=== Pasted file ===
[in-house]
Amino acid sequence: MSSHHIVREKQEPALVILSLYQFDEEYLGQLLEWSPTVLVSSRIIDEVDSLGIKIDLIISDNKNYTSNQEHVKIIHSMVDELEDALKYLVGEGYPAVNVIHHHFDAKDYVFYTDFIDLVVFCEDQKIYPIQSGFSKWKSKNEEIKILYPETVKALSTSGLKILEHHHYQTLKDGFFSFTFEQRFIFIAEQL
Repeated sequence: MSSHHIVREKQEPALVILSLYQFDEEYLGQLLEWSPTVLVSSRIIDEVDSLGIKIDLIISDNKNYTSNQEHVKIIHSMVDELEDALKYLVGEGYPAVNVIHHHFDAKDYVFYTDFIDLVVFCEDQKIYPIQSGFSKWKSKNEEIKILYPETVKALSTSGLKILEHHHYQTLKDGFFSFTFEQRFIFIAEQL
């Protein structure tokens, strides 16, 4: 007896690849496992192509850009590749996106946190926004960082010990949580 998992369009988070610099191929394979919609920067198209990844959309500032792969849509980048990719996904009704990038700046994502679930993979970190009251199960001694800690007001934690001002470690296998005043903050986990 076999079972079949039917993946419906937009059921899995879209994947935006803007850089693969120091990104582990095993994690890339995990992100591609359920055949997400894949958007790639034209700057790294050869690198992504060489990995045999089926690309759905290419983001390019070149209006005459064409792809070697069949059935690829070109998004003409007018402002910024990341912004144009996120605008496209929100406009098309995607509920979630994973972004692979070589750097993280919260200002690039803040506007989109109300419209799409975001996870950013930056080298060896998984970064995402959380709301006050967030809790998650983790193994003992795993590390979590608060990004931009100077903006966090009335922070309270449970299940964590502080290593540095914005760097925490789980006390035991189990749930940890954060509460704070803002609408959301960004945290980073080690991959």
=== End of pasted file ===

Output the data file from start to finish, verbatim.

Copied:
[in-house]
Amino acid sequence: MSSHHIVREKQEPALVILSLYQFDEEYLGQLLEWSPTVLVSSRIIDEVDSLGIKIDLIISDNKNYTSNQEHVKIIHSMVDELEDALKYLVGEGYPAVNVIHHHFDAKDYVFYTDFIDLVVFCEDQKIYPIQSGFSKWKSKNEEIKILYPETVKALSTSGLKILEHHHYQTLKDGFFSFTFEQRFIFIAEQL
Repeated sequence: MSSHHIVREKQEPALVILSLYQFDEEYLGQLLEWSPTVLVSSRIIDEVDSLGIKIDLIISDNKNYTSNQEHVKIIHSMVDELEDALKYLVGEGYPAVNVIHHHFDAKDYVFYTDFIDLVVFCEDQKIYPIQSGFSKWKSKNEEIKILYPETVKALSTSGLKILEHHHYQTLKDGFFSFTFEQRFIFIAEQL
């Protein structure tokens, strides 16, 4: 007896690849496992192509850009590749996106946190926004960082010990949580 998992369009988070610099191929394979919609920067198209990844959309500032792969849509980048990719996904009704990038700046994502679930993979970190009251199960001694800690007001934690001002470690296998005043903050986990 076999079972079949039917993946419906937009059921899995879209994947935006803007850089693969120091990104582990095993994690890339995990992100591609359920055949997400894949958007790639034209700057790294050869690198992504060489990995045999089926690309759905290419983001390019070149209006005459064409792809070697069949059935690829070109998004003409007018402002910024990341912004144009996120605008496209929100406009098309995607509920979630994973972004692979070589750097993280919260200002690039803040506007989109109300419209799409975001996870950013930056080298060896998984970064995402959380709301006050967030809790998650983790193994003992795993590390979590608060990004931009100077903006966090009335922070309270449970299940964590502080290593540095914005760097925490789980006390035991189990749930940890954060509460704070803002609408959301960004945290980073080690991959």